The most unpredictable aldermanic race in the city is probably the one going on in the south side’s 15th Ward, where the incumbent, Ted Thomas, is retiring. Twelve people are on the ballot, and at least two others have organized write-in campaigns. Among the contenders are a minister, a high school basketball coach, and an ex-con former alderman. “Everybody says it’s crazy out here, but it’s democracy at work,” says candidate Janice Jeffries, a local school council member.
The endorsements are all over the place. Thomas supports William Burch, director of a nonprofit youth-advocacy organization. The Chicago Federation of Labor backs Toni Foulkes, a Jewel bakery employee who’s also a union activist. Secretary of State Jesse White and 27th Ward alderman Walter Burnett are stumping for Felicia Simmons-Stovall, an attorney in White’s office, and Congressman Jesse Jackson Jr. and state senator James Meeks favor Denise Dixon, former director of Illinois ACORN. The Tribune endorsed insurance agent Brian Dunn.
A couple of candidates who were kicked off the ballot and then started write-in campaigns showed up at a January candidates’ forum and demanded that they be allowed to participate; the organizers refused. At another January debate Virgil Jones, the ex-alderman, got into a bitter exchange with a former staffer he accused of being a government informant. The staffer later told a community newspaper that Jones’s accusation, though false, had put him in danger on the street. When I asked Jones about the man’s fear he said, “I’m not thinking about him. He’s a nobody.”
Simmons-Stovall says a couple of her volunteers were campaigning door-to-door when they found a flyer accusing her of helping White, Burnett, and 29th Ward alderman Isaac Carothers “take over” the ward. “Foot soldiers have been moving thru the community every weekend,” it says. “15th Ward residents tell Felicia Stovall to go back to the west side and take her thugs with her.”
Simmons-Stovall says she’s running her own campaign, though she’s grateful for the support of White and Burnett, whose political committees each gave her $10,000. She adds that she’s met Carothers only a couple of times and hasn’t received any support from him.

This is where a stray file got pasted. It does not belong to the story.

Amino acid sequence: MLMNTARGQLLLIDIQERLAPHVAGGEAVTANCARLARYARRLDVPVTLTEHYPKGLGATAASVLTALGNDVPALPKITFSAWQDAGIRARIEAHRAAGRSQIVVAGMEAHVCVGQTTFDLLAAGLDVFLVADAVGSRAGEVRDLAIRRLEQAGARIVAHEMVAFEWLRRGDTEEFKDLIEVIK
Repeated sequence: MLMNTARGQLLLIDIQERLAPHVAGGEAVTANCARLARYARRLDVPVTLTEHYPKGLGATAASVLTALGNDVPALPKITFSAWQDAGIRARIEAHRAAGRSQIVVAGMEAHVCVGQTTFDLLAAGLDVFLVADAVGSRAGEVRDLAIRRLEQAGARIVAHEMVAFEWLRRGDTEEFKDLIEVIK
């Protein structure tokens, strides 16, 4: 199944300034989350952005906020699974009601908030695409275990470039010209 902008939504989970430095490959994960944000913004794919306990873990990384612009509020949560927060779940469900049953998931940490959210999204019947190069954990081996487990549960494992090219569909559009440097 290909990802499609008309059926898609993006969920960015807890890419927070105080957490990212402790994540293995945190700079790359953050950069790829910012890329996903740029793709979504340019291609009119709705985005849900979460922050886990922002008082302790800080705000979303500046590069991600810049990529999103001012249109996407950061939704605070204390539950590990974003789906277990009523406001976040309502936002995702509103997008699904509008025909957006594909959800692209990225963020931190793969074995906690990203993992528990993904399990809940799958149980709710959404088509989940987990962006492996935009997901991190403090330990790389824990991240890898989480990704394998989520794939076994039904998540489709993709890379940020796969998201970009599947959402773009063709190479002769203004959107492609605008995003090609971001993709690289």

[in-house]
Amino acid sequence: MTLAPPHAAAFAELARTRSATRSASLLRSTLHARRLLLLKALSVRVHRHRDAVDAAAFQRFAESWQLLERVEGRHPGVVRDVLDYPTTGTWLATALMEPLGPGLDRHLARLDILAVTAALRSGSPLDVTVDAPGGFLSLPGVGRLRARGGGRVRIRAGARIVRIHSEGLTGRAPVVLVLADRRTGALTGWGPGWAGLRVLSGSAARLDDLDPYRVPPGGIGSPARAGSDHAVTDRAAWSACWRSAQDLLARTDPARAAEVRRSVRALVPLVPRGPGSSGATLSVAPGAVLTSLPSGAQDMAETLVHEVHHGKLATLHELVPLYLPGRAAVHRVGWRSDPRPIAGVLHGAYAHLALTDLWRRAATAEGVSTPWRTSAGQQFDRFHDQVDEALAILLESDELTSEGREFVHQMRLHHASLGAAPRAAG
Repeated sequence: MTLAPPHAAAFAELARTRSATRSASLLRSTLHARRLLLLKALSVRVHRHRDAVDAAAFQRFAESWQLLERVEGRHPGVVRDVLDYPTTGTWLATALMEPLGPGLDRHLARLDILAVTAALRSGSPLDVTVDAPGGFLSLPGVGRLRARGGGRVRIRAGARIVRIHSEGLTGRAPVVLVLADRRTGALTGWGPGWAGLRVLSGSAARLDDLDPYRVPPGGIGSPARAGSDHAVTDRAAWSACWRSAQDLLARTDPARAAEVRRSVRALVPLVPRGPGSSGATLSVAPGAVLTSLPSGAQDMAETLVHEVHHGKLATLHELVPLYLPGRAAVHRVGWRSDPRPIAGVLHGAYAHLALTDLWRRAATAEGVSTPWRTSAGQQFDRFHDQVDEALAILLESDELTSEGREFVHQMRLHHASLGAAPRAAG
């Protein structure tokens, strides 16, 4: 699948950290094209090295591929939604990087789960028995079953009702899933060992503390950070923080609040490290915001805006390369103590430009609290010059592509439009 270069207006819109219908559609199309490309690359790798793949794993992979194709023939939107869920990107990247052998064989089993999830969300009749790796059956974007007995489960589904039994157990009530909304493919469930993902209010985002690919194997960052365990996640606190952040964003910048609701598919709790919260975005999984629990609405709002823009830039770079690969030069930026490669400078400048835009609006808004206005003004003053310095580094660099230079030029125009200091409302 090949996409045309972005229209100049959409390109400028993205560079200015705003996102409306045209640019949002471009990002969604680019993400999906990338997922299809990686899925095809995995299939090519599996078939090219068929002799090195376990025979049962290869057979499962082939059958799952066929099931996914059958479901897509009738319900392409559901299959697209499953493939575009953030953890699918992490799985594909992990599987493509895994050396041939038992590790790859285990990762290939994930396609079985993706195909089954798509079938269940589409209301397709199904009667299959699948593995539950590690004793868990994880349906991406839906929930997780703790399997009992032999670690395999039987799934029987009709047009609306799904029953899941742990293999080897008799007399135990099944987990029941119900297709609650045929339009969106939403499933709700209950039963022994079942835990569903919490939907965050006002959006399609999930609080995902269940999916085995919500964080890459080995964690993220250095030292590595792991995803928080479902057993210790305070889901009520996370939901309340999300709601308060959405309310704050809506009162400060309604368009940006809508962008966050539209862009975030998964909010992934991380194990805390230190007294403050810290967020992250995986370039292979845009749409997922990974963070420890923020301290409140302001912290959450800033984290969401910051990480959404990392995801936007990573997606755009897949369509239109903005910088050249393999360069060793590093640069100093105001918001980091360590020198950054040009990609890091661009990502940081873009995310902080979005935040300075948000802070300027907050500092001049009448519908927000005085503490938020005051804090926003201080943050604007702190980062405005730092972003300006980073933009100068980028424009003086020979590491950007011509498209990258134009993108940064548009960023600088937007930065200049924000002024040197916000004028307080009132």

Burnett says he has indeed knocked on doors for Simmons-Stovall, an old friend and ally. “We’re just supporting a good candidate,” he says. “But I don’t have time to run anyone else’s ward–I still have plenty to do in my own.”
Despite all the nastiness, most of the candidates agree that cutting crime, increasing city services, improving schools, and creating jobs should be the top priorities for whoever becomes alderman. “I think we all have the same thing as far as a platform,” says Foulkes. “And after this we still have to live in the ward together.”
When business leaders vowed last summer to try to defeat 49th Ward alderman Joe Moore it looked like the race there was going to become a battle over his priorities and his attempts to distance himself from Mayor Daley. Early on challenger Chris Adams, a former editor with Copley Press, blasted Moore for leading the drive in favor of the big-box minimum-wage ordinance, calling it a jobs killer. Over the past couple months a second challenger, IT specialist and parks advocate Don Gordon, has held “freedom of choice” dinners with chefs who served foie gras to protest the Moore-sponsored ban on selling it. In January a third challenger, Jim Ginderske, an electrician and health care activist, dismissed the alderman’s call for hearings on the CTA’s train service, saying, “It appears he is angry at CTA for making necessary repairs in an election year.”
But by last week all four candidates had zeroed in on conventional election-year issues such as diversity, crime, business development, and affordable housing. And at a breakfast debate on February 14 the three challengers seemed at least as eager to criticize one another as to go after Moore.
At one point the moderator asked the candidates how they would help local businesses. Ginderske said he would work to reduce crime by revitalizing the district’s community policing program. Gordon said he’d do the same thing but better: “The most important thing in developing businesses and creating a business climate is to have a champion. Well let me tell you something–you’re looking at him.”
Noting that the Chicagoland Chamber of Commerce had endorsed him, Adams said he would help business owners find neighborhood locations where they can thrive. “There’s a taqueria on the east side of Clark Street that longs to move over to the west side,” he said. “When they move across the street they will make a complete four in a row–identical businesses, side by side by side. Not all four of those businesses are going to succeed.”